Market and investment analysts need to make sure that their facts are accurate before making any statements on serious issues like the state of a country's economy, said Deputy International Trade and Industry Minister Ong Kian Ming.
The call was made following misleading facts asserted during a Bloomberg live interview on April 11, where UBS Global Wealth Management regional chief investment officer Kelvin Tay claimed that Malaysia had a current account deficit.
The statement was erroneous as Malaysia has had a current account surplus for more than 20 years.
Tay also said Malaysia's "current account deficit" could exceed the government's projected 3.4 percent as the average oil prices were well below the US$70 per barrel as calculated in the 2019 Budget.
Ong hopes investment analysts must be careful with what they say.
"It's not that we are not open to criticism, but if you want to criticise us, based it on facts that are accurate," he told Bernama and The Sun after officiating Edwards Lifesciences' new regional business service centre (BSC) here today.
Bursa Malaysia tumbled to a 52-week low on April 11 with the benchmark FTSE Bursa Malaysia KLCI (FBM KLCI) dropped 15.23 points to 1,624.23 from 1,639.46 recorded a day before.
The index fluctuated between 1,622.45 and 1,639.33 throughout the day.
UBS Singapore concedes mistakes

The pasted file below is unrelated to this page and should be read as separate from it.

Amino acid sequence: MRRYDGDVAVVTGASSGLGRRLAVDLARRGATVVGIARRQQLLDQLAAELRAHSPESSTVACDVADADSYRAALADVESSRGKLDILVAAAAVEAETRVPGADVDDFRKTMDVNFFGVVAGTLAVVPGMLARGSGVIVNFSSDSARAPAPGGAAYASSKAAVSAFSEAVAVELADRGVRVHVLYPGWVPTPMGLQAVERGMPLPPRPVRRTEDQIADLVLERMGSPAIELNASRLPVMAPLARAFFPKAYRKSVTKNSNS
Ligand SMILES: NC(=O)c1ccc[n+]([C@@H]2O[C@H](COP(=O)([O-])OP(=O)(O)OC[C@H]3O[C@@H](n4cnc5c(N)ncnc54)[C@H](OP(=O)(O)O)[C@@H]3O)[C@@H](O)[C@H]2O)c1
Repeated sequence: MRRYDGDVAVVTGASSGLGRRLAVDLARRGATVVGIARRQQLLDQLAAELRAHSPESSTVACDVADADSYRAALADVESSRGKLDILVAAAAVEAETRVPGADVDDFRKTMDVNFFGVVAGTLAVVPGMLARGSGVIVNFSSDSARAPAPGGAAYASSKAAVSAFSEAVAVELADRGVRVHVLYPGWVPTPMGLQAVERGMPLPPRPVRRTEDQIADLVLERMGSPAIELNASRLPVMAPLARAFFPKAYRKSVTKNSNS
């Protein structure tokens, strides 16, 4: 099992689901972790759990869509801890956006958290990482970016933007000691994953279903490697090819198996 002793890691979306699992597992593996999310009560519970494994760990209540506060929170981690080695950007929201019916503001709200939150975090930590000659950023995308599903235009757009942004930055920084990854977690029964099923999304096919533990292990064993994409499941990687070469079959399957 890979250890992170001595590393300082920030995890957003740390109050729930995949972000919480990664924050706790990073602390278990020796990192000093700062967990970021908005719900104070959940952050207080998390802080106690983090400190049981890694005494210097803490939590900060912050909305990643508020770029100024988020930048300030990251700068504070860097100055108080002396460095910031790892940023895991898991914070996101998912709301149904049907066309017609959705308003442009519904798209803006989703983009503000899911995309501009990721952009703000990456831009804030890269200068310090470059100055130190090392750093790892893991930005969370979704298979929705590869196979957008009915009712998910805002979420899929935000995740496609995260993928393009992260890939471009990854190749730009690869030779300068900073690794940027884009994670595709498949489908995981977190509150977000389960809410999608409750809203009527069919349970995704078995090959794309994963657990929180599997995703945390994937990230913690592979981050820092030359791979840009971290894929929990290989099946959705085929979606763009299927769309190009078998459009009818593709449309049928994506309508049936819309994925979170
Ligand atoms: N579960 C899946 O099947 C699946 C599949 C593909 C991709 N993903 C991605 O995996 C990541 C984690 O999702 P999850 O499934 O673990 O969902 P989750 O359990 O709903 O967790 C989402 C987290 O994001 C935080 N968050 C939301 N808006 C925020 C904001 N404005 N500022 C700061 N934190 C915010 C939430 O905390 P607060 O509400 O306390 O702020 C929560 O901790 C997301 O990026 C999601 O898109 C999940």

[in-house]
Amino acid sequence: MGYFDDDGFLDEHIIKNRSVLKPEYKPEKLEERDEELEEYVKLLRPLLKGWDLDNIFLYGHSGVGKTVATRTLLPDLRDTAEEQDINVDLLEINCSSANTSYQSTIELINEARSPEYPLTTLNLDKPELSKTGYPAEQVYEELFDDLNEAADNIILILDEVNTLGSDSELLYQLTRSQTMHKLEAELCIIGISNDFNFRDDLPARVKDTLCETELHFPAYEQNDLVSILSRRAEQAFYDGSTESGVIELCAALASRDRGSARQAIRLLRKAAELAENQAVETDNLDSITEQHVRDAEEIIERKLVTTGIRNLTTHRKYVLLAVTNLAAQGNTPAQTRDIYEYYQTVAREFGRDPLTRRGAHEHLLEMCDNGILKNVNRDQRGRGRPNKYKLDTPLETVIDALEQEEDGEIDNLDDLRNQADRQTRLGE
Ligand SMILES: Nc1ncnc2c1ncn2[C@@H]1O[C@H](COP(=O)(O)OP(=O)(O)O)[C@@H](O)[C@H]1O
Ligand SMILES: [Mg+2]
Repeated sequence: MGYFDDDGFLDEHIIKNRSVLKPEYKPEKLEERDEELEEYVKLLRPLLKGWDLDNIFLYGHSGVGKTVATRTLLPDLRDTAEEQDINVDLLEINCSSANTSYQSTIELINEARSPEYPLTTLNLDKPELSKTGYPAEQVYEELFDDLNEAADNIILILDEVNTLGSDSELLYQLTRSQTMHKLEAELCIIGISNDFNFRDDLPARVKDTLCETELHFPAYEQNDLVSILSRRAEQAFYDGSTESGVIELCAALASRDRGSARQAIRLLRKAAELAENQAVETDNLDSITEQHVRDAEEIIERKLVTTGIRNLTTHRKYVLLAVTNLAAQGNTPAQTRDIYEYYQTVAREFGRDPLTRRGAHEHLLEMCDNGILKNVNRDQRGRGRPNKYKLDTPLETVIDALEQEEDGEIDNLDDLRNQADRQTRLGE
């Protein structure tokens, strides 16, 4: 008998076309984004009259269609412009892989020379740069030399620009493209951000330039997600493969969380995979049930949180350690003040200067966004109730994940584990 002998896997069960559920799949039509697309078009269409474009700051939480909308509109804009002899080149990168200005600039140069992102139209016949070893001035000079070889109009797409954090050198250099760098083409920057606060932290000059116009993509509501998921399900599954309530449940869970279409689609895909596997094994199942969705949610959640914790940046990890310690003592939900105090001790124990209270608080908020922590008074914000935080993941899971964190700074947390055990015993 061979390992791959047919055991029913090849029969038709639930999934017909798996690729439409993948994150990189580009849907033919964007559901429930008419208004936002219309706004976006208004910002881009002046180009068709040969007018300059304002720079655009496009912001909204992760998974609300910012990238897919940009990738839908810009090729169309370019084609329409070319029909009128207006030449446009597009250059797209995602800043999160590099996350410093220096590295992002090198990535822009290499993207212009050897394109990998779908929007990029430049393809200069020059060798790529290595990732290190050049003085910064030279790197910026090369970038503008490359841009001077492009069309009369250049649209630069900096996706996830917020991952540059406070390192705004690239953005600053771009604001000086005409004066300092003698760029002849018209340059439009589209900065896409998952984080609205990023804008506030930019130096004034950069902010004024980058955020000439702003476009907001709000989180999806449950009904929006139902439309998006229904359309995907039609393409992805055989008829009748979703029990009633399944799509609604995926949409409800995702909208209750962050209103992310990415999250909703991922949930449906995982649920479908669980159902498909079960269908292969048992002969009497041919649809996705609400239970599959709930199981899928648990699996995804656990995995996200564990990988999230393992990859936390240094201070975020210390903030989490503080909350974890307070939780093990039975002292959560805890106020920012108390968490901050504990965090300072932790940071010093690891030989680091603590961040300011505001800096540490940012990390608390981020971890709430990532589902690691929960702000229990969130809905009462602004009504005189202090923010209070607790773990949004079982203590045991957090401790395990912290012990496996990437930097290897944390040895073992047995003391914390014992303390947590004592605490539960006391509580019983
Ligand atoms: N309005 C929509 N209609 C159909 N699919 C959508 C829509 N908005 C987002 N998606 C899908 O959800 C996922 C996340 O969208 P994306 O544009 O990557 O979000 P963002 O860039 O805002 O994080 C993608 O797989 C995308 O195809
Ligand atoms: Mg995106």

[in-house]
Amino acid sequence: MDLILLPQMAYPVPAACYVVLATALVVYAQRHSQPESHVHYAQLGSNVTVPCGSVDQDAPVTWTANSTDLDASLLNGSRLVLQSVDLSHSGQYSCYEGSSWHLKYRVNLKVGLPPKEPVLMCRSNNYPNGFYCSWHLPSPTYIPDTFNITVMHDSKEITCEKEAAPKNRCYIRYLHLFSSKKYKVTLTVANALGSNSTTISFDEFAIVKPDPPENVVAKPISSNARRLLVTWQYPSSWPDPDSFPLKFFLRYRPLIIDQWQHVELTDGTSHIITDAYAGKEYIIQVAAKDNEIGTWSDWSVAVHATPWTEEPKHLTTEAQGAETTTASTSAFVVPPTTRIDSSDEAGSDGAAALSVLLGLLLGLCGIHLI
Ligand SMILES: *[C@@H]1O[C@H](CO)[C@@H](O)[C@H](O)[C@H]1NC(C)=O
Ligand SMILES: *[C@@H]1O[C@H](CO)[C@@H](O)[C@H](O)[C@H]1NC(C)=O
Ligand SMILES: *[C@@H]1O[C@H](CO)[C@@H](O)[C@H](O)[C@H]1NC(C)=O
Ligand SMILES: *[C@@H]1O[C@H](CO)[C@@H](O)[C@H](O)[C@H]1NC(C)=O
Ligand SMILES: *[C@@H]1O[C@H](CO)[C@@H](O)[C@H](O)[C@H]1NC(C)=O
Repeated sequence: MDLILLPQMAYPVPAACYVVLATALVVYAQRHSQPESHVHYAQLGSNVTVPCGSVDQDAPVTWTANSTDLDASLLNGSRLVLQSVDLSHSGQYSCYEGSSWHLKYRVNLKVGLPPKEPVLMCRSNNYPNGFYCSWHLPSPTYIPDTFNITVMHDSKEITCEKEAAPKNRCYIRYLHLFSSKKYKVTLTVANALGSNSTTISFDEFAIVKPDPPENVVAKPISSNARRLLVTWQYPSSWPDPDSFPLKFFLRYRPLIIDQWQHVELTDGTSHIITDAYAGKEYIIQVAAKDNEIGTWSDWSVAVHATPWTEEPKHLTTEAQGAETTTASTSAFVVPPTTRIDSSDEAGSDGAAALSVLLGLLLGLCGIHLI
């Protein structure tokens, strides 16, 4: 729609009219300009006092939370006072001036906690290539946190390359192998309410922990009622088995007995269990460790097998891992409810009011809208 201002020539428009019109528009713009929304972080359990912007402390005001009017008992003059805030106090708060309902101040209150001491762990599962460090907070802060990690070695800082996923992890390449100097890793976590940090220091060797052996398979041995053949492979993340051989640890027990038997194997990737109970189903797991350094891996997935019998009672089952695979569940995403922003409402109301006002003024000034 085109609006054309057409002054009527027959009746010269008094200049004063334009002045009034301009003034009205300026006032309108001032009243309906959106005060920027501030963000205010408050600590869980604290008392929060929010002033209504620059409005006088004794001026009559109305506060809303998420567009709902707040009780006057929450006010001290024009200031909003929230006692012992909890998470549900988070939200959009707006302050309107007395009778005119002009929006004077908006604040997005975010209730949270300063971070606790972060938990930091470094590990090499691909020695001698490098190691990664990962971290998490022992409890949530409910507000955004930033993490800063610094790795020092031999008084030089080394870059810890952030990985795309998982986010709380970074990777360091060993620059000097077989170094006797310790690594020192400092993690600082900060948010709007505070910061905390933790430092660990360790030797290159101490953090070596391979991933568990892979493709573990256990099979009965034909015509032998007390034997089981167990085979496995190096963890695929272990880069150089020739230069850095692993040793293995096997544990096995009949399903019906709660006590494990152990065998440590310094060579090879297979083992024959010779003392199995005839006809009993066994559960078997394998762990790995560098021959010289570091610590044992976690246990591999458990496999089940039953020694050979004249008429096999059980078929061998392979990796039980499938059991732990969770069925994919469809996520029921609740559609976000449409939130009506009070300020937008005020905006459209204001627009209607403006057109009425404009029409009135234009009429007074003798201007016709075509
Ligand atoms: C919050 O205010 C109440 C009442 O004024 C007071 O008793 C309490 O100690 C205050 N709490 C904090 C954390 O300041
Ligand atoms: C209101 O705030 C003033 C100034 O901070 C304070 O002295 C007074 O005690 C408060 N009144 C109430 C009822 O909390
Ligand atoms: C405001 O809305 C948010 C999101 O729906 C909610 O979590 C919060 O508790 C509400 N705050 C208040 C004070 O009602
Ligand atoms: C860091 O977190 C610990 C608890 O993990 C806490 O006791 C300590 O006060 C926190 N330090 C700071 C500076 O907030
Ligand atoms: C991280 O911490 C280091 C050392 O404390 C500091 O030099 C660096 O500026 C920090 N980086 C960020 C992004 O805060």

Conceding that the widely reported gloomy assessment on Malaysia's economy by Tay contained errors, Swiss banking giant UBS clarified that Tay was actually referring to the Malaysian government’s projected “fiscal deficit” of 3.4 per cent and not “current account deficit”.
He was also referring to the government’s revenue and not gross domestic product when he mentioned that cancelling of the Goods and Services Tax would result in a higher dependence on oil prices.
"He used the term ‘oil’ to loosely to refer to sectors that are closely correlated to oil price movements.
"In the context of that discussion, he was referring to the fiscal deficit," said UBS Singapore corporate communications head Adeline Lee.
Asked whether the clarification was timely, Ong said "I don't think it’s too late but obviously we would have preferred it to be earlier.
"Investment analysts in banks do make mistake and it's good that when they realise it," he added.